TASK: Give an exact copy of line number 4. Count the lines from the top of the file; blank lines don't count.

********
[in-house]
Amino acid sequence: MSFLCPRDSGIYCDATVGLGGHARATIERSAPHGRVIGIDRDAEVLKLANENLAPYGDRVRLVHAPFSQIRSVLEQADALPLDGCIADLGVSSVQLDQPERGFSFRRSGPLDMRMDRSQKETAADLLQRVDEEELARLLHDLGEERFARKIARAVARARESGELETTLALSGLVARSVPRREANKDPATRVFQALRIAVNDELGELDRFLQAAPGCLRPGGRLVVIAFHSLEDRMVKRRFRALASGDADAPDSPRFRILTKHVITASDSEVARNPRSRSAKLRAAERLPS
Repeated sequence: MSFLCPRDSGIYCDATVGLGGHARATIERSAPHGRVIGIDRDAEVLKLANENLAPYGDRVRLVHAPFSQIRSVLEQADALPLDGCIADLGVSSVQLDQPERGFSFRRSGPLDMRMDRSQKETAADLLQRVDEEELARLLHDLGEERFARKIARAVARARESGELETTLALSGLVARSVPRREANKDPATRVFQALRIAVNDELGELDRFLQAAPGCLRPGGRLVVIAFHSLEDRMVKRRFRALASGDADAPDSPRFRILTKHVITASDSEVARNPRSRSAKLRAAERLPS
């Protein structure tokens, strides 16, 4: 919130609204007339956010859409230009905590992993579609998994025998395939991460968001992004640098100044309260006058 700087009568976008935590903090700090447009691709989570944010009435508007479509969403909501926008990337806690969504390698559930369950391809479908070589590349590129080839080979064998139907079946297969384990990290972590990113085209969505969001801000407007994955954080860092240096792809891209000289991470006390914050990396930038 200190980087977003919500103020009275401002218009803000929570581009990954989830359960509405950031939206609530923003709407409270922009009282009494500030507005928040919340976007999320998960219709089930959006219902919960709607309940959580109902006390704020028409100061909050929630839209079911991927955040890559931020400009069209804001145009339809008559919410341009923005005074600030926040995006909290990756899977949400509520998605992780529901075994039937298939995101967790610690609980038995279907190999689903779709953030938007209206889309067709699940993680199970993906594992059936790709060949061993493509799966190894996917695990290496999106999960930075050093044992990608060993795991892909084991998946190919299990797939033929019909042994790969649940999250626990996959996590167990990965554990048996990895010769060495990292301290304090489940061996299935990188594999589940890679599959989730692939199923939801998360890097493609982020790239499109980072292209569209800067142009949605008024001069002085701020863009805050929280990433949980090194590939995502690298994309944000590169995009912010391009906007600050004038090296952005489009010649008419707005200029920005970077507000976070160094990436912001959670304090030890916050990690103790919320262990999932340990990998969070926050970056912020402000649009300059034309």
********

């Protein structure tokens, strides 16, 4: 919130609204007339956010859409230009905590992993579609998994025998395939991460968001992004640098100044309260006058 700087009568976008935590903090700090447009691709989570944010009435508007479509969403909501926008990337806690969504390698559930369950391809479908070589590349590129080839080979064998139907079946297969384990990290972590990113085209969505969001801000407007994955954080860092240096792809891209000289991470006390914050990396930038 200190980087977003919500103020009275401002218009803000929570581009990954989830359960509405950031939206609530923003709407409270922009009282009494500030507005928040919340976007999320998960219709089930959006219902919960709607309940959580109902006390704020028409100061909050929630839209079911991927955040890559931020400009069209804001145009339809008559919410341009923005005074600030926040995006909290990756899977949400509520998605992780529901075994039937298939995101967790610690609980038995279907190999689903779709953030938007209206889309067709699940993680199970993906594992059936790709060949061993493509799966190894996917695990290496999106999960930075050093044992990608060993795991892909084991998946190919299990797939033929019909042994790969649940999250626990996959996590167990990965554990048996990895010769060495990292301290304090489940061996299935990188594999589940890679599959989730692939199923939801998360890097493609982020790239499109980072292209569209800067142009949605008024001069002085701020863009805050929280990433949980090194590939995502690298994309944000590169995009912010391009906007600050004038090296952005489009010649008419707005200029920005970077507000976070160094990436912001959670304090030890916050990690103790919320262990999932340990990998969070926050970056912020402000649009300059034309």